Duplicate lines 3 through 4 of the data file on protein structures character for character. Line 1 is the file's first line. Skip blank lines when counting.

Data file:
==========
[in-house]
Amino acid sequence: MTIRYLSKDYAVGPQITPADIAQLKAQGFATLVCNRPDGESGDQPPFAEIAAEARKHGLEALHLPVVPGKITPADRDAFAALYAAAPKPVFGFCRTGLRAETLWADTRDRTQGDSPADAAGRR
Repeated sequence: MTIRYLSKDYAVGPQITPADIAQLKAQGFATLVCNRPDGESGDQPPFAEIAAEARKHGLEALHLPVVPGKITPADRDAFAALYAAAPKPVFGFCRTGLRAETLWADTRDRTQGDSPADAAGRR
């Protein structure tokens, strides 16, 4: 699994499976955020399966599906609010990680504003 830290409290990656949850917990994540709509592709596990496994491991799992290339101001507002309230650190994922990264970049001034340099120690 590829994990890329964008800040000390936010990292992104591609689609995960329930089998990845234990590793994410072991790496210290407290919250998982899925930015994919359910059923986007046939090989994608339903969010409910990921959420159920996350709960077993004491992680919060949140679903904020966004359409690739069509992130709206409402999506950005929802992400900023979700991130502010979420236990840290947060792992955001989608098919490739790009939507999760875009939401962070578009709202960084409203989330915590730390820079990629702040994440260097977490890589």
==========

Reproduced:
Repeated sequence: MTIRYLSKDYAVGPQITPADIAQLKAQGFATLVCNRPDGESGDQPPFAEIAAEARKHGLEALHLPVVPGKITPADRDAFAALYAAAPKPVFGFCRTGLRAETLWADTRDRTQGDSPADAAGRR
């Protein structure tokens, strides 16, 4: 699994499976955020399966599906609010990680504003 830290409290990656949850917990994540709509592709596990496994491991799992290339101001507002309230650190994922990264970049001034340099120690 590829994990890329964008800040000390936010990292992104591609689609995960329930089998990845234990590793994410072991790496210290407290919250998982899925930015994919359910059923986007046939090989994608339903969010409910990921959420159920996350709960077993004491992680919060949140679903904020966004359409690739069509992130709206409402999506950005929802992400900023979700991130502010979420236990840290947060792992955001989608098919490739790009939507999760875009939401962070578009709202960084409203989330915590730390820079990629702040994440260097977490890589």